Topology of $X,Y$ apparently controls the topology of singularities, i.e. nontrivial topology tends to force discontinuous optimal transports.

For example, one can prove the following: If $X=D^2$ unit disk, with boundary $Y=\partial X=S^1$, and if $X,Y$ are equipped with canonical volume measures $\sigma$, $\tau$ satisfying $\int_X \sigma\int_Y\tau$, and if $c: X\times Y\to \mathbb{R}$ is a repulsive cost (satisfying standard (Twist) property and nondegeneracy), then the singularity $Z$ of $c$-optimal transports has the homotopy type of the source $(X,\sigma)$. Therefore $Z$ is nonempty and has exactly one connected component. E.g., $Z$ cannot consist of two discrete points.

If rather we assume the cost $c$ is attractive (e.g. quadratic cost $c=d^2/2$), then the singularity $Z$ does not have the homotopy type of $X$, but is homotopic to an ``image" of the homotopy type of $Y$. Frequently the image is degenerate and $Z$ is empty, i.e. the optimal transport is regular and single-valued everywhere.

Numerically I don't think there are any relations between Wasserstein distances (the positive real numbers found by minimal averaged squared distance of all couplings) and the topological integers or $\mathbb{R}$-valued invariants arising from (co)homology, e.g. volume, Euler characteristic, Betti numbers, etc..

However there definitely appears to be relation between the singularities of $c$-optimal transports for repulsive costs and their homological invariants. The idea is that the singularities of $c$-optimal transports are best defined by Kantorovich's contravariant singularity functor $Z=Z(c, \sigma, \tau):2^Y \to 2^X$, where $Z(Y_I):=\cap_{y\in Y_I} \partial ^c \psi(y)$, where $\partial ^c \psi$ is the $c$-subdifferential of the $c$-concave potential $\psi=\psi(y)$ arising from dual maximization program. The functor gives a $Y$-parameter cellulation of $X$, where the cells are the $c$-subdifferentials. When the cost $c$ is repulsive, then typically alot of the inclusions $Z(Y_J) \hookrightarrow Z(Y_I)$ are strong deformation retracts for subsets $Y_I \hookrightarrow Y_J$ of $Y$. This leads to a large codimension subset $Z_J$ for which $Z_J \hookrightarrow X$ is a strong deformation retract and $\dim(Z_J)=\dim(X)-j+1$. In this way we construct souls/spines of the source $X$ in the singularity of optimal transports.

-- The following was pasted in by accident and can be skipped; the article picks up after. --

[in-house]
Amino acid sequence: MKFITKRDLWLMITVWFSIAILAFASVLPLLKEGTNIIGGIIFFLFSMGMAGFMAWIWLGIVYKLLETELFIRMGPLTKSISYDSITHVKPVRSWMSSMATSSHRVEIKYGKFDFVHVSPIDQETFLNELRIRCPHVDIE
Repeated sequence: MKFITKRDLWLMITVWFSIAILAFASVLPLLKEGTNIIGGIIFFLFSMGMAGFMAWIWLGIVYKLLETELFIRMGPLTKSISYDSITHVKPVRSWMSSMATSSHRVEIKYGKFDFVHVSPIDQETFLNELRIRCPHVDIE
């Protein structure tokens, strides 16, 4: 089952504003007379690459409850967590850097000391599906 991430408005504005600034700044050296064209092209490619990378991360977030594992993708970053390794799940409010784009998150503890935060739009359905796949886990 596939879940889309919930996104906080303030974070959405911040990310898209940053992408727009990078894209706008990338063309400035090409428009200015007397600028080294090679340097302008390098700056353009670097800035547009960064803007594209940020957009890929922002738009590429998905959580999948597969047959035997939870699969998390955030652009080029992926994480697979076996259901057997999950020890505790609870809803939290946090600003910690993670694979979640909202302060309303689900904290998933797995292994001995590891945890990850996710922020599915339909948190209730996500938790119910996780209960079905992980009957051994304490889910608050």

There's much more to say, and it's very interesting question. I have several ongoing projects applying OT to Algebraic Topology. In fact, OT naturally leads to topology via the ideas of Dold-Thom Theorem, especially when we study the homotopy groups of ``electro neutral configurations", which is the additive abelian group of all finitely supported distributions $f=\sum n_x .x$, where $n_x\in \mathbb{Z}$ and $x\in X$ satisfying $\sum n_x=0$.


As for me, two trivial cases currently can be safely stated.

1. If $\mathcal{M}$ is $C^{\infty}$-diffeomorphic to $\mathcal{N}$, then $(*) = 0$.

2. In the toy case between $D^{1}$ and $S^{1}$, where $d\mu = p\delta_{0} + (1-p)d\text{Unif}_{D^{1}}$ and $d\nu = d\text{Unif}_{S^{1}}$, $ (*) = p\inf\int{d^{2}(y_{0}, y)}d\nu(y)$ exactly, since one can always construct a $C^{\infty}$-diffeomorphism from $D^{1}\backslash{\{(0,0)\}}$ to $S^{1}$.

Since $\beta_{1}(D^{1}) = 0$, $\beta_{1}(S^{1}) = 1$, $\beta_{1}(D^{1}\backslash{\{(0,0)\}}) = 0$, is there some possible relation between the different betti numbers and the non-vanishing $(*)$ in the toy case?

  • 2
    $\begingroup$ The notation $D^1$ for the unit disk is not very pleasant. Perhaps just $D$. Superscripts are usually for dimensions. I don't agree that the punctured unit disk is diffeomorphic to the circle. $\endgroup$ – Ben McKay May 24 '20 at 12:34
  • $\begingroup$ As noticed in the other comment, punctured disk and circle are not diffeomorphic. Also, the first Betti number of the punctured disk is not zero (if I understand correctly, what you denote by $D^1$ is the unit disk). $\endgroup$ – Qfwfq May 24 '20 at 12:59